Finally, my enthusiasm is back!
Today I finally felt like the old me, excited about the things I was seeing, eager to learn, to take pictures. We went first to Barr, and on the way I only cared about what was outside the car. It was nice to feel like that way again.
We spoke with a couple of kids who had changed their lives around through the project, going from out of school youth to having a job, one even had two jobs (one with the government which I guess doesn’t really take up too much of his time) because they could now use computers. They were now paying school fees for their siblings, and one of them was hoping to save enough money to go back to school herself.
Not one to be able to hold back for too long, and as we will be on the road for two weeks, I am also familiarizing myself with the local toilets. And let me tell you, it’s a steep learning curve. I keep thinking of movies like Slumdog Millionaire where people jump into the communal ‘dump’ in order to overcome a hurdle or reach something, and squatting over them I pray that I will never know the kind of desperation that would lead you to do such a thing.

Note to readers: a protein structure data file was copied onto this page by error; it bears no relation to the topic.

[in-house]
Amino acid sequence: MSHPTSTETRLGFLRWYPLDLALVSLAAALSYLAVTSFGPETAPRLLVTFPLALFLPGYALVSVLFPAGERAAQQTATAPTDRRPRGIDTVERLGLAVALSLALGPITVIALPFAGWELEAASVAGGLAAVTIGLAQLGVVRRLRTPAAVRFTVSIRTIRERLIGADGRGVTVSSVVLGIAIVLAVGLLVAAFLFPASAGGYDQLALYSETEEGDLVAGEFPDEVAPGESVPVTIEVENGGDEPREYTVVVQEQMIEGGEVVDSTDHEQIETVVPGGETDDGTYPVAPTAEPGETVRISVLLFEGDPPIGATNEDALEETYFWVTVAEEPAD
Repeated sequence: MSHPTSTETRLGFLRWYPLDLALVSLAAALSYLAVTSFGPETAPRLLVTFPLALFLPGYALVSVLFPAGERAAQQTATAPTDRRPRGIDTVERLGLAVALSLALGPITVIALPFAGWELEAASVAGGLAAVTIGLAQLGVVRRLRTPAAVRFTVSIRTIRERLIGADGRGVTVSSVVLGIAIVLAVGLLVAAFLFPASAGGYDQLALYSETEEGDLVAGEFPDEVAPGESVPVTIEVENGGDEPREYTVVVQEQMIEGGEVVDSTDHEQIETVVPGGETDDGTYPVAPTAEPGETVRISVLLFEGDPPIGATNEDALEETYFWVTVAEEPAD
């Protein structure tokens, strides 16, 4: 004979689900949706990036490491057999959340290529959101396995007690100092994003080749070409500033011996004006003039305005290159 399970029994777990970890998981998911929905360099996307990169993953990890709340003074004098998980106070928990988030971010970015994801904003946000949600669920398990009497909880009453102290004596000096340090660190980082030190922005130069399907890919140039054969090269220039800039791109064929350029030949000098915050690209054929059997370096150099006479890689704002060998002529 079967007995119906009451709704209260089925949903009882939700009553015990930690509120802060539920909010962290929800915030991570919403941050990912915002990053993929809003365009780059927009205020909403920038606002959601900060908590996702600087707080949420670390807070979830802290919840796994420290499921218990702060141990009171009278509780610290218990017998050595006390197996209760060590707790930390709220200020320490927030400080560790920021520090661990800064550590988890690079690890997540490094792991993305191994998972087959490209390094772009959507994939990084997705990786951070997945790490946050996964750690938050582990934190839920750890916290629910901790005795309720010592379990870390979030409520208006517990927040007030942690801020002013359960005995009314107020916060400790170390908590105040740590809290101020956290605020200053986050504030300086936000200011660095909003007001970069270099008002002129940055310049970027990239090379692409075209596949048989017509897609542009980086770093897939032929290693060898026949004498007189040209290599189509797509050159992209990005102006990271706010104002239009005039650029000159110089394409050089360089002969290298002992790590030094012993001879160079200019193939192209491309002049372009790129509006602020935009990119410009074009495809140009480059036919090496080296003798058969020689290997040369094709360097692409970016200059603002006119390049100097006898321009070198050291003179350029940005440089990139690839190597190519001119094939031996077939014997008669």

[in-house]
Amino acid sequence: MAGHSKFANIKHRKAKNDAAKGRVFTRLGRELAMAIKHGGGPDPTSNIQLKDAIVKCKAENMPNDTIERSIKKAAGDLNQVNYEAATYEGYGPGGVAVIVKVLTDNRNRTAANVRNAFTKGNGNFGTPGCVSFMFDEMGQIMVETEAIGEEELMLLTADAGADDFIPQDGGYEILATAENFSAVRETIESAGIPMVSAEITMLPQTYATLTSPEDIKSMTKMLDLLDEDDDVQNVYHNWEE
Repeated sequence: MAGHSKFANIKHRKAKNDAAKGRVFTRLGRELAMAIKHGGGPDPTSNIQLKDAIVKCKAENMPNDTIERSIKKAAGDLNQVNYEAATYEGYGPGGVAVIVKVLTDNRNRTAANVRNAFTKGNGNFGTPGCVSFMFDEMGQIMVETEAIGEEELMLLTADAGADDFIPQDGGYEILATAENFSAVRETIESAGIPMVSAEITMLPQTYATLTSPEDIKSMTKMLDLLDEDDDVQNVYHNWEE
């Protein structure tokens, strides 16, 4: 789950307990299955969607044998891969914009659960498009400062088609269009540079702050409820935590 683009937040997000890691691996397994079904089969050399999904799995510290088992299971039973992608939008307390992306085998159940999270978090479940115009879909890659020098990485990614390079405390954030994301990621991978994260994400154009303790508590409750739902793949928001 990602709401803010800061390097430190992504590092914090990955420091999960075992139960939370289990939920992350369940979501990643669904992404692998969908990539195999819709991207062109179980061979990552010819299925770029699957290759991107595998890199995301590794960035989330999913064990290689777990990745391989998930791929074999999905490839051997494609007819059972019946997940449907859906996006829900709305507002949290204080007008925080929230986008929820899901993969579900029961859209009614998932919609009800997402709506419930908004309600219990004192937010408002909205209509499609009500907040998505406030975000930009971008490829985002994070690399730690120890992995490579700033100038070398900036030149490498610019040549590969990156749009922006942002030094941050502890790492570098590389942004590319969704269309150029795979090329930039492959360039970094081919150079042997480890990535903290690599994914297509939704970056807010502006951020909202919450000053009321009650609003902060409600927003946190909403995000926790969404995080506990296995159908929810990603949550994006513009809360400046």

One thing that I still find very frustrating and that I am loosing patience with is the constant expectation of hand outs. Of course they always want more, we all do really...
We met with local officials, teachers, and youth from several districts. There was one group in particular that caught my attention. There were four girls who looked downright traumatized. I kept looking into their eyes and trying to compare them to those of girls much younger in the group who would perhaps not have lived through the thick of it to see if I could recognize what was different. I could not, but their faces –to me- told a different story.Back at the-hotel-of-the-day the walls were so thin I could hear my neighbor do his ablations and all other sorts of things that no one should have to share with a complete stranger